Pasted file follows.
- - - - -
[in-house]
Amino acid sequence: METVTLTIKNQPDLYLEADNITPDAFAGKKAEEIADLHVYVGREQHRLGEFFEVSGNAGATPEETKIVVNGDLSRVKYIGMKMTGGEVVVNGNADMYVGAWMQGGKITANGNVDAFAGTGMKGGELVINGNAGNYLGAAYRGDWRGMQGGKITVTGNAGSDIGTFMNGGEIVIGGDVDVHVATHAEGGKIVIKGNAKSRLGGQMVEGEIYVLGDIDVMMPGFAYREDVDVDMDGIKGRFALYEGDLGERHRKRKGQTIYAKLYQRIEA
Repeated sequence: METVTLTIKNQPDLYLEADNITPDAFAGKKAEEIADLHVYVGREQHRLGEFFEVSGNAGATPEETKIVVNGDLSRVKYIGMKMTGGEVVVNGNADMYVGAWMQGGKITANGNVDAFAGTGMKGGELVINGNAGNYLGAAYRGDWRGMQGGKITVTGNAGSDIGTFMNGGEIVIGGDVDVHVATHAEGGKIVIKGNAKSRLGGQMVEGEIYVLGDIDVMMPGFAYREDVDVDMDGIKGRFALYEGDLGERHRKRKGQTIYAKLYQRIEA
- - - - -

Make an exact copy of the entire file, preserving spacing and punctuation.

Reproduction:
[in-house]
Amino acid sequence: METVTLTIKNQPDLYLEADNITPDAFAGKKAEEIADLHVYVGREQHRLGEFFEVSGNAGATPEETKIVVNGDLSRVKYIGMKMTGGEVVVNGNADMYVGAWMQGGKITANGNVDAFAGTGMKGGELVINGNAGNYLGAAYRGDWRGMQGGKITVTGNAGSDIGTFMNGGEIVIGGDVDVHVATHAEGGKIVIKGNAKSRLGGQMVEGEIYVLGDIDVMMPGFAYREDVDVDMDGIKGRFALYEGDLGERHRKRKGQTIYAKLYQRIEA
Repeated sequence: METVTLTIKNQPDLYLEADNITPDAFAGKKAEEIADLHVYVGREQHRLGEFFEVSGNAGATPEETKIVVNGDLSRVKYIGMKMTGGEVVVNGNADMYVGAWMQGGKITANGNVDAFAGTGMKGGELVINGNAGNYLGAAYRGDWRGMQGGKITVTGNAGSDIGTFMNGGEIVIGGDVDVHVATHAEGGKIVIKGNAKSRLGGQMVEGEIYVLGDIDVMMPGFAYREDVDVDMDGIKGRFALYEGDLGERHRKRKGQTIYAKLYQRIEA